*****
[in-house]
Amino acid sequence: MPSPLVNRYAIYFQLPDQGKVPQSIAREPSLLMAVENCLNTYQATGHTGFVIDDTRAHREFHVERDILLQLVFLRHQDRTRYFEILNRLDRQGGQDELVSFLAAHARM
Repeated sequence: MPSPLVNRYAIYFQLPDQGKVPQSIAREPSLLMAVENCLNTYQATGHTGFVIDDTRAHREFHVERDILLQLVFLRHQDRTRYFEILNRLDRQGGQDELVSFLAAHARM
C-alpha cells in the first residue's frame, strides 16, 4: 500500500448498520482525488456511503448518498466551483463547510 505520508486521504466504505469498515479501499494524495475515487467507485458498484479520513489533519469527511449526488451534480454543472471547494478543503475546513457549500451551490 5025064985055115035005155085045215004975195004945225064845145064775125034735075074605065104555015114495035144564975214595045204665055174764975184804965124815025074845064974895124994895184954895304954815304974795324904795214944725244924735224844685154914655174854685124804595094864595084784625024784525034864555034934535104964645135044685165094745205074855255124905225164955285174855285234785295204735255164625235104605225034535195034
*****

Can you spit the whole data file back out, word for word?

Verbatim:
[in-house]
Amino acid sequence: MPSPLVNRYAIYFQLPDQGKVPQSIAREPSLLMAVENCLNTYQATGHTGFVIDDTRAHREFHVERDILLQLVFLRHQDRTRYFEILNRLDRQGGQDELVSFLAAHARM
Repeated sequence: MPSPLVNRYAIYFQLPDQGKVPQSIAREPSLLMAVENCLNTYQATGHTGFVIDDTRAHREFHVERDILLQLVFLRHQDRTRYFEILNRLDRQGGQDELVSFLAAHARM
C-alpha cells in the first residue's frame, strides 16, 4: 500500500448498520482525488456511503448518498466551483463547510 505520508486521504466504505469498515479501499494524495475515487467507485458498484479520513489533519469527511449526488451534480454543472471547494478543503475546513457549500451551490 5025064985055115035005155085045215004975195004945225064845145064775125034735075074605065104555015114495035144564975214595045204665055174764975184804965124815025074845064974895124994895184954895304954815304974795324904795214944725244924735224844685154914655174854685124804595094864595084784625024784525034864555034934535104964645135044685165094745205074855255124905225164955285174855285234785295204735255164625235104605225034535195034